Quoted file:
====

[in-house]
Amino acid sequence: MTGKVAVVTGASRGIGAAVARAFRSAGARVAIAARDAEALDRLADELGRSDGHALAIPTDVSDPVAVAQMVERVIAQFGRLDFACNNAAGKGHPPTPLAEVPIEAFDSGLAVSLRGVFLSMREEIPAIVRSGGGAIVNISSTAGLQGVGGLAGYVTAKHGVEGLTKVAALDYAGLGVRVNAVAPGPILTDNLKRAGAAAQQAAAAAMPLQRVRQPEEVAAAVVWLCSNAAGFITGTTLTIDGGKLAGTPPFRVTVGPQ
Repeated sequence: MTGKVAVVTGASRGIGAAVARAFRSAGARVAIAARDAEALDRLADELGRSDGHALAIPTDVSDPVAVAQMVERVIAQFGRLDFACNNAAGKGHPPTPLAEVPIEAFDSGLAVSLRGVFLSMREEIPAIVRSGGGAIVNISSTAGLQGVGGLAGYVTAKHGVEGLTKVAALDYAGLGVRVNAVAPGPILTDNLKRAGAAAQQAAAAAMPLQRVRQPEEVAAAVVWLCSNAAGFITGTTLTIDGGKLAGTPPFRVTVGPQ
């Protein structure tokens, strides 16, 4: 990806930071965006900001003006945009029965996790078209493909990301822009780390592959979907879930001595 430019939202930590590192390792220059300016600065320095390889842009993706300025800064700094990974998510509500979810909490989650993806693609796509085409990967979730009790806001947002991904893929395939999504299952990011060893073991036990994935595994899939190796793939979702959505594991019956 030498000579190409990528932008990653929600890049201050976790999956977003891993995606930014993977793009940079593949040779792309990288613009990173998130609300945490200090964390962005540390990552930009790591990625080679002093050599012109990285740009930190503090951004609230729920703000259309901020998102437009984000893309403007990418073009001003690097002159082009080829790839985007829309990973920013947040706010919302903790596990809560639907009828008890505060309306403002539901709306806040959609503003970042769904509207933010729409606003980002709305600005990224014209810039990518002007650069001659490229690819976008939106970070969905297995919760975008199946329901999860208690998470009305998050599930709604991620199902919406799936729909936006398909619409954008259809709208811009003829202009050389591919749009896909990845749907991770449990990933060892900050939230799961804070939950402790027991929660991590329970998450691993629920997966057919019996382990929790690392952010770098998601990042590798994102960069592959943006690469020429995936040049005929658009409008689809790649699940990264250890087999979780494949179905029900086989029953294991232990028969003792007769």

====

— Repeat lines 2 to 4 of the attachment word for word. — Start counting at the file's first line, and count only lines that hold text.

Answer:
Amino acid sequence: MTGKVAVVTGASRGIGAAVARAFRSAGARVAIAARDAEALDRLADELGRSDGHALAIPTDVSDPVAVAQMVERVIAQFGRLDFACNNAAGKGHPPTPLAEVPIEAFDSGLAVSLRGVFLSMREEIPAIVRSGGGAIVNISSTAGLQGVGGLAGYVTAKHGVEGLTKVAALDYAGLGVRVNAVAPGPILTDNLKRAGAAAQQAAAAAMPLQRVRQPEEVAAAVVWLCSNAAGFITGTTLTIDGGKLAGTPPFRVTVGPQ
Repeated sequence: MTGKVAVVTGASRGIGAAVARAFRSAGARVAIAARDAEALDRLADELGRSDGHALAIPTDVSDPVAVAQMVERVIAQFGRLDFACNNAAGKGHPPTPLAEVPIEAFDSGLAVSLRGVFLSMREEIPAIVRSGGGAIVNISSTAGLQGVGGLAGYVTAKHGVEGLTKVAALDYAGLGVRVNAVAPGPILTDNLKRAGAAAQQAAAAAMPLQRVRQPEEVAAAVVWLCSNAAGFITGTTLTIDGGKLAGTPPFRVTVGPQ
């Protein structure tokens, strides 16, 4: 990806930071965006900001003006945009029965996790078209493909990301822009780390592959979907879930001595 430019939202930590590192390792220059300016600065320095390889842009993706300025800064700094990974998510509500979810909490989650993806693609796509085409990967979730009790806001947002991904893929395939999504299952990011060893073991036990994935595994899939190796793939979702959505594991019956 030498000579190409990528932008990653929600890049201050976790999956977003891993995606930014993977793009940079593949040779792309990288613009990173998130609300945490200090964390962005540390990552930009790591990625080679002093050599012109990285740009930190503090951004609230729920703000259309901020998102437009984000893309403007990418073009001003690097002159082009080829790839985007829309990973920013947040706010919302903790596990809560639907009828008890505060309306403002539901709306806040959609503003970042769904509207933010729409606003980002709305600005990224014209810039990518002007650069001659490229690819976008939106970070969905297995919760975008199946329901999860208690998470009305998050599930709604991620199902919406799936729909936006398909619409954008259809709208811009003829202009050389591919749009896909990845749907991770449990990933060892900050939230799961804070939950402790027991929660991590329970998450691993629920997966057919019996382990929790690392952010770098998601990042590798994102960069592959943006690469020429995936040049005929658009409008689809790649699940990264250890087999979780494949179905029900086989029953294991232990028969003792007769």